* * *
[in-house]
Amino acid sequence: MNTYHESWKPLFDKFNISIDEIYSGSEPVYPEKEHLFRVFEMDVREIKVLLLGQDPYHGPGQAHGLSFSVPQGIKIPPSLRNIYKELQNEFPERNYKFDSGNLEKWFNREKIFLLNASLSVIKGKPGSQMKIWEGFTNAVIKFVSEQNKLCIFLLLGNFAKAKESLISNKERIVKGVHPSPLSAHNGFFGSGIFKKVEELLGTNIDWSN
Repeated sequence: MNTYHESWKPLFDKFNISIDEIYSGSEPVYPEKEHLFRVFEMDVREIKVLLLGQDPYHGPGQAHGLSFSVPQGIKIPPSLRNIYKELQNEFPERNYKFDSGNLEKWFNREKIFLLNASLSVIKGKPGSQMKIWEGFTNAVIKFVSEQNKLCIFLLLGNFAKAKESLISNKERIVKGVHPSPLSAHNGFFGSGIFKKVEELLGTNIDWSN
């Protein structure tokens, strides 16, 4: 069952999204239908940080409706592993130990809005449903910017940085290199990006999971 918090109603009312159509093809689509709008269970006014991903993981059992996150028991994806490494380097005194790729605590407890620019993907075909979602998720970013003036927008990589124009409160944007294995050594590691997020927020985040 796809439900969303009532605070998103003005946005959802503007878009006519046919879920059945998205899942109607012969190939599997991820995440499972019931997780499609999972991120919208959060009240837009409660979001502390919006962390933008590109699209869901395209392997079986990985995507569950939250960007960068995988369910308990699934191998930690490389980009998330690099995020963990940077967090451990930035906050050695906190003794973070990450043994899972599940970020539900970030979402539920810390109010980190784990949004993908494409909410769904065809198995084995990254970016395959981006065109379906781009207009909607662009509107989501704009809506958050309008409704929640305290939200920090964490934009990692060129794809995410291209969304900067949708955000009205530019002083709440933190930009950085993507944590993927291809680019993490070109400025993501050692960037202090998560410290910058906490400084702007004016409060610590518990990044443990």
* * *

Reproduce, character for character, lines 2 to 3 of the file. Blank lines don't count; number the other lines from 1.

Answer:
Amino acid sequence: MNTYHESWKPLFDKFNISIDEIYSGSEPVYPEKEHLFRVFEMDVREIKVLLLGQDPYHGPGQAHGLSFSVPQGIKIPPSLRNIYKELQNEFPERNYKFDSGNLEKWFNREKIFLLNASLSVIKGKPGSQMKIWEGFTNAVIKFVSEQNKLCIFLLLGNFAKAKESLISNKERIVKGVHPSPLSAHNGFFGSGIFKKVEELLGTNIDWSN
Repeated sequence: MNTYHESWKPLFDKFNISIDEIYSGSEPVYPEKEHLFRVFEMDVREIKVLLLGQDPYHGPGQAHGLSFSVPQGIKIPPSLRNIYKELQNEFPERNYKFDSGNLEKWFNREKIFLLNASLSVIKGKPGSQMKIWEGFTNAVIKFVSEQNKLCIFLLLGNFAKAKESLISNKERIVKGVHPSPLSAHNGFFGSGIFKKVEELLGTNIDWSN